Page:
As I’ve mentioned in previous posts, teaching college students provides a great opportunity to examine their cultural worlds--a kind of class time as mini-ethnography. One of the most salient symbolic themes that comes across in the classes I’ve been in is the deep commitment to individualism--individuals act in the world entirely according to their own intent, unaffected by social context, and should be completely held accountable for their actions. That’s not surprising as individualism is a core value of American culture--just look at the rhetoric spewing out of the Republican primary contest. What’s become more surprising is the myriad ways that that individualism bubbles up.
Take for, a very unexpected, example, the case of young women kissing other women at college parties. I’m calling it the “Girls Gone Wild” Effect as it seems to be a local, DIY version of the video series. I was recently observing a faculty member teaching a sociology class when this topic came up. The instructor was trying to discuss heteronormativity in general by talking about the stigma faced by gay folks if they display any kind of affection in public. I think in an attempt to thwart the instructor’s agenda, the class began popping out with instances of “acceptable” homosexual behavior. One of the first specific examples was the seemingly common phenomenon of college women kissing one another at bars and parties, while being spectated by young men.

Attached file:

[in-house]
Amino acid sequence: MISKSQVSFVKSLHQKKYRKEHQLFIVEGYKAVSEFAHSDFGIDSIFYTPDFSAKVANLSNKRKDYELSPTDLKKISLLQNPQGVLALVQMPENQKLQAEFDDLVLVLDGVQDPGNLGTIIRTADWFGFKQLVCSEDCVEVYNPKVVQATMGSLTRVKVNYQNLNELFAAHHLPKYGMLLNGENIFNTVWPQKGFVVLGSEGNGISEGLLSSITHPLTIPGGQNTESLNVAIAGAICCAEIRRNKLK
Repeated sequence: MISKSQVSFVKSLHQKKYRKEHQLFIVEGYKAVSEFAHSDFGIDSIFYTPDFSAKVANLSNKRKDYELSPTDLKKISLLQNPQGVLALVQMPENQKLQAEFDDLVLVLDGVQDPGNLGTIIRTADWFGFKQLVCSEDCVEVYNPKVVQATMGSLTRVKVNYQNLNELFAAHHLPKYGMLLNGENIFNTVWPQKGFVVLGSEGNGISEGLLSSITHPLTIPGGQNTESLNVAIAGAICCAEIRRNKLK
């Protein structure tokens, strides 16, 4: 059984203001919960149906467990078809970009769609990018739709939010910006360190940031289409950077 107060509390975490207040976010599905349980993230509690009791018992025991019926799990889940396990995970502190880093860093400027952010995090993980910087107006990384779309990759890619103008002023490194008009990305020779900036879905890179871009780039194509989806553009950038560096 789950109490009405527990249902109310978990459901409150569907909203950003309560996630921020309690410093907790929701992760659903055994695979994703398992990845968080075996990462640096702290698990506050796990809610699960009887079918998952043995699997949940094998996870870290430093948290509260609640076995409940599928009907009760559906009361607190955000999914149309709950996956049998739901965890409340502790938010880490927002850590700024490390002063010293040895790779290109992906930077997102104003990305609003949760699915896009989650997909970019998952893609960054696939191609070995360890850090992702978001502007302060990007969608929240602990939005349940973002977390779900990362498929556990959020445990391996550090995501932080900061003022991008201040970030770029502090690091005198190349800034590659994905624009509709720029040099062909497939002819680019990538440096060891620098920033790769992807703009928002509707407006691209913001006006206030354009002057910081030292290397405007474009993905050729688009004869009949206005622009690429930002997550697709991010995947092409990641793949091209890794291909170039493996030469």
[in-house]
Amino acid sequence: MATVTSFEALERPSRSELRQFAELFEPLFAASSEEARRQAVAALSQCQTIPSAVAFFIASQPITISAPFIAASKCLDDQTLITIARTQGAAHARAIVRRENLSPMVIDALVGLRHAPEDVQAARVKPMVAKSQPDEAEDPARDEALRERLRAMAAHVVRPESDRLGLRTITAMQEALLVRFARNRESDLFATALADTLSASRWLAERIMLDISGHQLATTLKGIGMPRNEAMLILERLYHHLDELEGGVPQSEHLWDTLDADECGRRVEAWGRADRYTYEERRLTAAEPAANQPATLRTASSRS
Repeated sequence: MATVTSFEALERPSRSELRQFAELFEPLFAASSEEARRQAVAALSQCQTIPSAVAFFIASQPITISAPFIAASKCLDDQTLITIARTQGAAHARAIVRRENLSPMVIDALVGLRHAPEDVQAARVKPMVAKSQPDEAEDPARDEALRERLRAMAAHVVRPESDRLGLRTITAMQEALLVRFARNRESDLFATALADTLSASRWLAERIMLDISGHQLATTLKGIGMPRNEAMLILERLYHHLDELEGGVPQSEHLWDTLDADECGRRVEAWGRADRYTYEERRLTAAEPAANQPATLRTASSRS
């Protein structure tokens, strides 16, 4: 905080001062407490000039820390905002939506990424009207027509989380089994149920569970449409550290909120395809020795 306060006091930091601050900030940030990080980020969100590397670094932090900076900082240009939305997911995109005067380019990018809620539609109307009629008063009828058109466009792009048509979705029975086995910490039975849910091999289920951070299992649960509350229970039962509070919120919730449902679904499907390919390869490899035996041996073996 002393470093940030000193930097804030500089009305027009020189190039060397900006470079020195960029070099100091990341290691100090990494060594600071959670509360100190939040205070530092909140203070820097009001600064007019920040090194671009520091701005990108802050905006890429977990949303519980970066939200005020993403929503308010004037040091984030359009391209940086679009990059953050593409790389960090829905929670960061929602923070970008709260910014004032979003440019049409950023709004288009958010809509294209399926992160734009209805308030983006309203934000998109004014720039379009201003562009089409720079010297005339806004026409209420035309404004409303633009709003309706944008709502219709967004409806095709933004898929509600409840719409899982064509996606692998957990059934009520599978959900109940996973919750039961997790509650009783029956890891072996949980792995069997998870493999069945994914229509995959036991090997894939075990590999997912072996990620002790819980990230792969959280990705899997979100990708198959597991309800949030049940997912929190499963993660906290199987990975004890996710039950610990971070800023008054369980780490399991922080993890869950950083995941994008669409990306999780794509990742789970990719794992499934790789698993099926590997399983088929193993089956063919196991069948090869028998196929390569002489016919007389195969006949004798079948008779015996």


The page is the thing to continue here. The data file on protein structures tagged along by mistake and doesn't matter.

Those students that were serious in discussing the topic were critical of the practice. However, the blame was always placed on the women engaged in the activity. The common critique was that those women were “just doing it for the attention.” Those women made poor choices and should be ridiculed. They blamed the individual. No one criticized the existence of a social context completely defined by men. Male consumption of a contrived sexuality defined the event and in a society in which men have power and privilege. While perhaps the women were doing it “for the attention,” it is quite troubling and a persistent power divide allows one gender to appeal for the attention of the other for validation.
My criticisms are nothing new, but I was simply struck by the recurrence of individualism as a complete explanatory framework for the behavior of people in many students’ social worlds.